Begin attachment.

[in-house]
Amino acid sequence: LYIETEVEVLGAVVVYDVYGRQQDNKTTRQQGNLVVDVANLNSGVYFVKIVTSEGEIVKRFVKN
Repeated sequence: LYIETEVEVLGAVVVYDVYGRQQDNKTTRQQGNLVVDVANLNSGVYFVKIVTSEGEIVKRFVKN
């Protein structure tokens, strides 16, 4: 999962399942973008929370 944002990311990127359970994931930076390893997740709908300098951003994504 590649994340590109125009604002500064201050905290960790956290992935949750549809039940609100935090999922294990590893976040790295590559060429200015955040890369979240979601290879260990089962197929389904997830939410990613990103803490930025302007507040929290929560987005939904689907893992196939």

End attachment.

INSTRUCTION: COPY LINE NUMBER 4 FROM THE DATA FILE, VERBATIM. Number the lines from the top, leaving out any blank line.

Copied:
């Protein structure tokens, strides 16, 4: 999962399942973008929370 944002990311990127359970994931930076390893997740709908300098951003994504 590649994340590109125009604002500064201050905290960790956290992935949750549809039940609100935090999922294990590893976040790295590559060429200015955040890369979240979601290879260990089962197929389904997830939410990613990103803490930025302007507040929290929560987005939904689907893992196939």